March 3rd, 2014


RPGs of my past

Two years ago, we packed up most of our books and took them to the attic. Now we have our library, and those books have come down from the attic. So this is a great time for me to get rid of old RPG books, of which I have a vast collection - and I'm having trouble deciding what to keep and what to pitch.

I find myself looking for a general principle of what to keep and what to pitch, and I'm not sure there is one.

Some things are straightforward:
- I'm getting rid of most of my D&D books, except for the three basic books. I don't expect to ever play D&D again; it's not what I want in an RPG now. I'm happy to keep a few books as souvenirs of the campaign I ran in the early 2000s. But I have a lot of splatbooks that are just collections of feats, and I mostly didn't care about those even at the time. (I wonder who those were written for; they weren't very helpful to me when I was playing.)
- I'm keeping Robin's Laws of Good Gamemastering, because that's something I expect to be able to use in any game I play.

Other things are more uncertain. By and large these are things I played once (or wanted to play once upon a time), but don't expect to play in the future. My circumstances have changed; my roleplaying will probably be occasional at best, so for actual play I look for RPGs that are so streamlined that it's possible to play a complete story in a few hours.

Some games for which I have collections and no expectation of playing:
- Exalted. I loved the "mythic heroes" aspect of the game, but I never played. I even bought blank D10s with a plan of making dice rolling easier. I have several books.
- Over the Edge. I liked the surreal setting and the flexibility of the system, but I've never been improvisational enough to play that well. I have several books.
- Unknown Armies. Another fascinating setting of the occult underground, another game I would have trouble running or finding players for. I have a handful of books.
- Mage / Vampire / World of Darkness. I never actually played these when they were cool. But when I pick them up, I remember the friends who recommended them and why.
- Feng Shui. Fun action movie setting, system has good points and crippling flaws. But I actually ran one adventure with this and we had fun. I have several books.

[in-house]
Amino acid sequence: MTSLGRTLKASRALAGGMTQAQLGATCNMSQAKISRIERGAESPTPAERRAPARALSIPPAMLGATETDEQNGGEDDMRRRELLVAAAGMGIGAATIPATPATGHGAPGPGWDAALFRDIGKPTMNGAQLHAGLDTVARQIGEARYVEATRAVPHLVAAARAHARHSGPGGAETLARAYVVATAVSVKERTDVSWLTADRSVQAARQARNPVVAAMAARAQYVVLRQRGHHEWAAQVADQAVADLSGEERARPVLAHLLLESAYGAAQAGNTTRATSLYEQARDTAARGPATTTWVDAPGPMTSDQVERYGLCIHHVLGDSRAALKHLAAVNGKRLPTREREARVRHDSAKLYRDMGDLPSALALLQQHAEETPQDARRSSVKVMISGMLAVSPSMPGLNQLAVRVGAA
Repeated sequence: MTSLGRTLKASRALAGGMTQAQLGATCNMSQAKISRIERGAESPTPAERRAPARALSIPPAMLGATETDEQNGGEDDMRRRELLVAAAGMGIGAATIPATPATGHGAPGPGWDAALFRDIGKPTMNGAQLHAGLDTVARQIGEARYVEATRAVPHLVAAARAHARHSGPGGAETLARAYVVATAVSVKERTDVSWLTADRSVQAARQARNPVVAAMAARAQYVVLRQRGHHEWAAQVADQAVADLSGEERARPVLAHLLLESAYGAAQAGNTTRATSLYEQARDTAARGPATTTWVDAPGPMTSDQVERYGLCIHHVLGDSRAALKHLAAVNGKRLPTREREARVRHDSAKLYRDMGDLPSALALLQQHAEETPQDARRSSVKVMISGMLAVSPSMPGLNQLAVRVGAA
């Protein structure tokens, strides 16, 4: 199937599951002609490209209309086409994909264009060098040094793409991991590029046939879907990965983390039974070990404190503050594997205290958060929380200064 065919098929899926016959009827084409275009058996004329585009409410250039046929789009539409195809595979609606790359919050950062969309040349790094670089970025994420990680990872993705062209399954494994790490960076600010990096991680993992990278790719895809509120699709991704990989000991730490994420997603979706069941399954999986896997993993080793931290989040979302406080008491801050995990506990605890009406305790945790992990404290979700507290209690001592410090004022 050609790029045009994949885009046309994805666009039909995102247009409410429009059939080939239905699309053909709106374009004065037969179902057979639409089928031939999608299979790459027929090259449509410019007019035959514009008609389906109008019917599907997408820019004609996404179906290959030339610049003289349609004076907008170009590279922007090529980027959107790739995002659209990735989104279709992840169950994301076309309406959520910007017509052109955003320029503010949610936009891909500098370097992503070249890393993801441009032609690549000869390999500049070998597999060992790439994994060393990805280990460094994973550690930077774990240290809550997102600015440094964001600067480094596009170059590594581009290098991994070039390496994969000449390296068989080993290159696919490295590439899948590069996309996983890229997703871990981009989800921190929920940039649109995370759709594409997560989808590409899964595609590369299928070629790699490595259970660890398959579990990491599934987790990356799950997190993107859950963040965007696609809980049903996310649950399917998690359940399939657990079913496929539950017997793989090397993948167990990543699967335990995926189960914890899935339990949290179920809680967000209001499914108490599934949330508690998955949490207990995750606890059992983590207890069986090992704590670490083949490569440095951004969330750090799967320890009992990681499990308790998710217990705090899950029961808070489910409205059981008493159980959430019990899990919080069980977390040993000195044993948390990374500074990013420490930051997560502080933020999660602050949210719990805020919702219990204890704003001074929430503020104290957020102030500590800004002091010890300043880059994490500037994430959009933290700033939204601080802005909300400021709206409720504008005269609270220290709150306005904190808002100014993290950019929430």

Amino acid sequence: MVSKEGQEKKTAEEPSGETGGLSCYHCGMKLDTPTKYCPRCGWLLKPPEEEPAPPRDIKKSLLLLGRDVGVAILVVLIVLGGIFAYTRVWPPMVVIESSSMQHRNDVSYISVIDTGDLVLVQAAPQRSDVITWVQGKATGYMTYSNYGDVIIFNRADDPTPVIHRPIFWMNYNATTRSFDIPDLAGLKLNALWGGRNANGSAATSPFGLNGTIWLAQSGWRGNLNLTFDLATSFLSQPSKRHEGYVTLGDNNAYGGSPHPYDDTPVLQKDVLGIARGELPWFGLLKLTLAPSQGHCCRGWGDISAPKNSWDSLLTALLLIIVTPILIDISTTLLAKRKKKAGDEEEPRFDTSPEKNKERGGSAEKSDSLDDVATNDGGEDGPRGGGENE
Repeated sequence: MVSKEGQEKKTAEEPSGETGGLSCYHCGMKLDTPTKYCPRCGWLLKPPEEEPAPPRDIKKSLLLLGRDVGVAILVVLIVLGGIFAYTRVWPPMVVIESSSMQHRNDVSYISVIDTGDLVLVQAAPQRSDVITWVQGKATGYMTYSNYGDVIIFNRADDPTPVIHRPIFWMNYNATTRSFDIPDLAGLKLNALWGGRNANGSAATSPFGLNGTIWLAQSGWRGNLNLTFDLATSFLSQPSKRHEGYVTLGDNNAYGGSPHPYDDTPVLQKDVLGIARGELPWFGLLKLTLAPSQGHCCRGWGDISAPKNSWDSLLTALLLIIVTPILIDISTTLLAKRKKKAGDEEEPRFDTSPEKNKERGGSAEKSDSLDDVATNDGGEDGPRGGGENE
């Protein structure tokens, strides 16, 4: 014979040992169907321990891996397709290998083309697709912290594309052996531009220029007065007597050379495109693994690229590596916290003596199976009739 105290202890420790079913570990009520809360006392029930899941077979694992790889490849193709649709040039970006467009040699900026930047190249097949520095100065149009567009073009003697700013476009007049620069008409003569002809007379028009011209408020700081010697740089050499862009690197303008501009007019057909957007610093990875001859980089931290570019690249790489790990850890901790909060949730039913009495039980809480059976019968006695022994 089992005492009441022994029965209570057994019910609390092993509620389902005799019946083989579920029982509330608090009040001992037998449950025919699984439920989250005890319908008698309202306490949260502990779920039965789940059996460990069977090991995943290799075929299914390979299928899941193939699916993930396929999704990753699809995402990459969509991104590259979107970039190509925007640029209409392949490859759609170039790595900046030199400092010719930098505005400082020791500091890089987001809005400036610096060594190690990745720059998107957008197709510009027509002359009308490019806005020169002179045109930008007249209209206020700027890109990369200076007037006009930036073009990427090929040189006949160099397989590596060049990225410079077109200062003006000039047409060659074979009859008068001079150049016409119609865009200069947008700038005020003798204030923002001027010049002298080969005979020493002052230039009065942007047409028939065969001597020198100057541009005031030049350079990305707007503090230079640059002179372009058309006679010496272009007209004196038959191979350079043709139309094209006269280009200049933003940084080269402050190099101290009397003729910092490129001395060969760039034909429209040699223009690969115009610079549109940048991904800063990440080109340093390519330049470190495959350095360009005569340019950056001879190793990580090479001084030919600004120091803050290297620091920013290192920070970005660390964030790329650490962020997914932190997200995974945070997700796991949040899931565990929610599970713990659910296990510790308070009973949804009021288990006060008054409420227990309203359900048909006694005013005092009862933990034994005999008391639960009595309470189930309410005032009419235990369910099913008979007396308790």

- Buffy. I liked the way it tried to balance Heroes and White Hats, and I liked the show. I've got a few books, and I'll probably keep them.
- Castle Falkenstein. I liked the magical-steampunk setting, and I've even played in a Falkenstein LARP or two. I've got six books, which means a complete collection.
- Toon. I've had a few good games of Toon in decades past. It's a simple system, but not actually well-suited to modeling the cartoons that it claims to model. It works better as a less-complicated GURPS. I'll probably keep these.
- GURPS. I did a whole lot of demoing games for Steve Jackson Games in the late 90s, and as such I have a nearly complete set of sourcebooks for GURPS 3rd Edition. But GURPS 4th Edition is ten years old. (GURPS 4th is the system my friends are most likely to play, and I'm likely to keep my few GURPS 4th books.) The sourcebooks would be pretty easy to adapt to GURPS 4th; the rules didn't change that much, and the books are much more focused on history and scholarly treatments world detail than, say, D&D splatbooks. But the books tend to be dry as toast. Purging GURPS books is probably my biggest opportunity for regaining shelf space, but I was happy with my collection once and feel a twinge of angst when I think about getting rid of them.

(If you're interested in any of these, let me know. I'd be more inclined to part with a collection that I knew someone else wanted.)